Equally likely outcomes
If a random phenomenon has k possible outcomes, all equally likely, then each individual
outcome has probability 1/k. The probability of any event A is
P(A) = count of outcomes in A = count of outcomes in A
count of outcomes in S k
Independence and the multiplication rule
The multiplication rule for independent events
The events A and B are not disjoint â€“ meaning the have the same outcomes
Rule 5: Two events A and B are independent if knowing that one occurs does not change the
probability that the other occurs. IF A and B are independent, P(A and B) = P(A)P(B)
Ex 4.16 Probability model that is independent is coin tossing; first toss doesnâ€™t affect the second
toss
Ex 4.17 Probability model that is dependent is picking up a card with the same color either red or
black from the deck.
Picking up a red card is 26/52 = 0.50. Once the first red card is picked, only 25 reds remain
among the 51 cards. Probability that the second card is red is 25/51 = 0.49.
â€¢Knowing the outcome of the first card deal changes the probabilities for the second.
www.notesolution.com

#### Loved by over 2.2 million students

Over 90% improved by at least one letter grade.

OneClass has been such a huge help in my studies at UofT especially since I am a transfer student. OneClass is the study buddy I never had before and definitely gives me the extra push to get from a B to an A!

Leah â€” University of Toronto

Balancing social life With academics can be difficult, that is why I'm so glad that OneClass is out there where I can find the top notes for all of my classes. Now I can be the all-star student I want to be.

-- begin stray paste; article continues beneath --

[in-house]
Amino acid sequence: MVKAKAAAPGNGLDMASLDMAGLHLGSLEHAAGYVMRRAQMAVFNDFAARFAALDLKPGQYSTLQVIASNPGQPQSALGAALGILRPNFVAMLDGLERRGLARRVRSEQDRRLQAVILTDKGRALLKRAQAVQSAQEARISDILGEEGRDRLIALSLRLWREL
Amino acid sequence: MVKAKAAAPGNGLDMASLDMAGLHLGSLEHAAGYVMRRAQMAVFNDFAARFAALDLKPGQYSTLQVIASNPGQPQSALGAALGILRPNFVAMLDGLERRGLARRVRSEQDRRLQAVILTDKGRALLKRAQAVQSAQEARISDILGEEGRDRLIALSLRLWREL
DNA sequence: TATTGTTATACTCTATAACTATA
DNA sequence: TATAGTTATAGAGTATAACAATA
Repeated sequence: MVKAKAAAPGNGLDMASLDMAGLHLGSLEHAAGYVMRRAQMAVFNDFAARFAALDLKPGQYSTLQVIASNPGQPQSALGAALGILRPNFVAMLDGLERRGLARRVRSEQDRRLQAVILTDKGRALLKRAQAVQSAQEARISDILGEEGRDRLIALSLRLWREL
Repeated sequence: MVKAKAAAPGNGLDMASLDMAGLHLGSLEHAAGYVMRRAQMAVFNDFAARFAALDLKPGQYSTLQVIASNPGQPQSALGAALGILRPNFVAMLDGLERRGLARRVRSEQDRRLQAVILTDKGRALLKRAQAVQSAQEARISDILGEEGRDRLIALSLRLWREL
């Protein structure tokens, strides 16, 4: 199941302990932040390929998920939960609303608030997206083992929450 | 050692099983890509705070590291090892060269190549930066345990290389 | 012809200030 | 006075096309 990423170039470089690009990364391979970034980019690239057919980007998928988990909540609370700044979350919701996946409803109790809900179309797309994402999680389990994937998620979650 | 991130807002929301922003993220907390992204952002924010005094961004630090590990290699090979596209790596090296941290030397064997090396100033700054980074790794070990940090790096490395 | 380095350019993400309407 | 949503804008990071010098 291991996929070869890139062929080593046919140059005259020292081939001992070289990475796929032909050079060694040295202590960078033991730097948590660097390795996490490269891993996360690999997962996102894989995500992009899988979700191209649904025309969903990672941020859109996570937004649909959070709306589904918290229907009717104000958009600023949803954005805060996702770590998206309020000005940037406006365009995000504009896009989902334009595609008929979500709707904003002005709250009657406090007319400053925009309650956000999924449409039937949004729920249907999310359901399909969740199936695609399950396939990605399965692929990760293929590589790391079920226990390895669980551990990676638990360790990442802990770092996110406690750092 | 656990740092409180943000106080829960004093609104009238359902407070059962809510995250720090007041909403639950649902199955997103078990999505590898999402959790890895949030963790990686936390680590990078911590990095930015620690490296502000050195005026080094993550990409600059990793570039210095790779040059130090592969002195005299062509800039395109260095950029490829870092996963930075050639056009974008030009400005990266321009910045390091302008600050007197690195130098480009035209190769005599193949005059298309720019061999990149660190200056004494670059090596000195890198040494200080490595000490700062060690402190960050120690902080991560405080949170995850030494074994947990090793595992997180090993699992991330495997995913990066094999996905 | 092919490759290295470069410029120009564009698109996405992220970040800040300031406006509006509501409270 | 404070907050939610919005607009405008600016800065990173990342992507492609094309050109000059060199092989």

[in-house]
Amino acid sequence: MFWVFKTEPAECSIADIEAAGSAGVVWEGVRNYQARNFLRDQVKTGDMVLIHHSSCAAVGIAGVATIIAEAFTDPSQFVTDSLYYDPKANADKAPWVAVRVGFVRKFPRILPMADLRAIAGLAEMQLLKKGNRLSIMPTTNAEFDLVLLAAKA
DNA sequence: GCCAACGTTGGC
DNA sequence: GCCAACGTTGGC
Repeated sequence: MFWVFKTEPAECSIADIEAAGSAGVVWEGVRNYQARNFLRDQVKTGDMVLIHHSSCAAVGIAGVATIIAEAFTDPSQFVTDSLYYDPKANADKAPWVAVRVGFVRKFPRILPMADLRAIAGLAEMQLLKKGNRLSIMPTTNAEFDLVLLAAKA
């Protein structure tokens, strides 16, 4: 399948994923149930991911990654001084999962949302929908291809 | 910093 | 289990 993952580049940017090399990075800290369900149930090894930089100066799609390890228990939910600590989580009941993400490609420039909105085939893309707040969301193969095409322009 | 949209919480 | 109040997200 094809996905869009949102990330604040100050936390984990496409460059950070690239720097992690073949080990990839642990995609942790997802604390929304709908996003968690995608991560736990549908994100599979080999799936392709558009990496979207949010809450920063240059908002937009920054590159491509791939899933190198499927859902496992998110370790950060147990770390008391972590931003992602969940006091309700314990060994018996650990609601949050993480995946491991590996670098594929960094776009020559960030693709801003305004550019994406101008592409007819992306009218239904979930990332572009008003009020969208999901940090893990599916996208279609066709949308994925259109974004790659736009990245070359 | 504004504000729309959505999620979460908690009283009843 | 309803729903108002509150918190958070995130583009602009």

Saarim â€” University of Michigan

As a college student living on a college budget, I love how easy it is to earn gift cards just by submitting my notes.

Jenna â€” University of Wisconsin

OneClass has allowed me to catch up with my most difficult course! #lifesaver

Anne â€” University of California
Description
Chapter 4 4.1 Randomness Probability - a pattern that emerges clearly only after many repetitions. The proportion of times the outcome will occur in a long series of repetitions. 4.1 Toss a coin 5000 times. Probability describes only what happens in the long run. (repetitive trials) The language of probability Random in statistics is a kind of order that emerges in the long run. Randomness and probability Random when the individual outcomes are uncertain but there is a regular distribution of outcomes in a large number of repetitions Probability (random) repetitive trials (look at overall picture) Fair has equally likely chances Ex: Fair Coin = head and tail sides Thinking about randomness - Long series of independent trials - Observing many trials (done practically) - Simulations useful when a lot trials are down without being practical The uses of probability Games of chance Ex: dice, cards, or spinning a roulette wheel, gambling Job wise Ex: astronomy, 4.2 Probability Models Probability model description of random phenomenon in the language of mathematics Description of probability outcomes (probability model): - A list of possible outcomes - A probability for each outcome Sample Space The sample Space (S) of a random phenomenon is the set of all possible outcomes. - Each possible outcome is a sample and the sample space contains all possible samples. www.notesolution.com
More Less

Only pages 1-3 are available for preview. Some parts have been intentionally blurred.

Unlock Document

Unlock to view full version

Unlock Document
Notes
Practice
Earn
Me

OR

Don't have an account?

Join OneClass

Access over 10 million pages of study
documents for 1.3 million courses.

Join to view

OR

By registering, I agree to the Terms and Privacy Policies
Just a few more details

So we can recommend you notes for your school.